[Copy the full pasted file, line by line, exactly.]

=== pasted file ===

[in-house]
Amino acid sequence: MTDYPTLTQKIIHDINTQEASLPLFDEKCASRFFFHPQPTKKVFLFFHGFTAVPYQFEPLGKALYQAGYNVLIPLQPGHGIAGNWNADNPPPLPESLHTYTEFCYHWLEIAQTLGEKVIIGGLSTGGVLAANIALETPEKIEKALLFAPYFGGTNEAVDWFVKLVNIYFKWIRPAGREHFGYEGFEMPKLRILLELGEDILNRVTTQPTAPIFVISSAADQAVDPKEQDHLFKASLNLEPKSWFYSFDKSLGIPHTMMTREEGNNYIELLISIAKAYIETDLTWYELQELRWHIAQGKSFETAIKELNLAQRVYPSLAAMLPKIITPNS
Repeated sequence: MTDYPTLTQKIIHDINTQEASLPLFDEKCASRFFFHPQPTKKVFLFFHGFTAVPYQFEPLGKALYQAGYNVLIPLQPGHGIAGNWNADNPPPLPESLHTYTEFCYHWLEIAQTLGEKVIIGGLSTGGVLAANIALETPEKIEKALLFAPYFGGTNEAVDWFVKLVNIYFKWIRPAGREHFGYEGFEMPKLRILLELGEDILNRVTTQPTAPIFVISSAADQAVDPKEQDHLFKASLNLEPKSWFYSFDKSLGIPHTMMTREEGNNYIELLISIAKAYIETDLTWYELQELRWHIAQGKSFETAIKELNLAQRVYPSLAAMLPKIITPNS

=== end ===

[in-house]
Amino acid sequence: MTDYPTLTQKIIHDINTQEASLPLFDEKCASRFFFHPQPTKKVFLFFHGFTAVPYQFEPLGKALYQAGYNVLIPLQPGHGIAGNWNADNPPPLPESLHTYTEFCYHWLEIAQTLGEKVIIGGLSTGGVLAANIALETPEKIEKALLFAPYFGGTNEAVDWFVKLVNIYFKWIRPAGREHFGYEGFEMPKLRILLELGEDILNRVTTQPTAPIFVISSAADQAVDPKEQDHLFKASLNLEPKSWFYSFDKSLGIPHTMMTREEGNNYIELLISIAKAYIETDLTWYELQELRWHIAQGKSFETAIKELNLAQRVYPSLAAMLPKIITPNS
Repeated sequence: MTDYPTLTQKIIHDINTQEASLPLFDEKCASRFFFHPQPTKKVFLFFHGFTAVPYQFEPLGKALYQAGYNVLIPLQPGHGIAGNWNADNPPPLPESLHTYTEFCYHWLEIAQTLGEKVIIGGLSTGGVLAANIALETPEKIEKALLFAPYFGGTNEAVDWFVKLVNIYFKWIRPAGREHFGYEGFEMPKLRILLELGEDILNRVTTQPTAPIFVISSAADQAVDPKEQDHLFKASLNLEPKSWFYSFDKSLGIPHTMMTREEGNNYIELLISIAKAYIETDLTWYELQELRWHIAQGKSFETAIKELNLAQRVYPSLAAMLPKIITPNS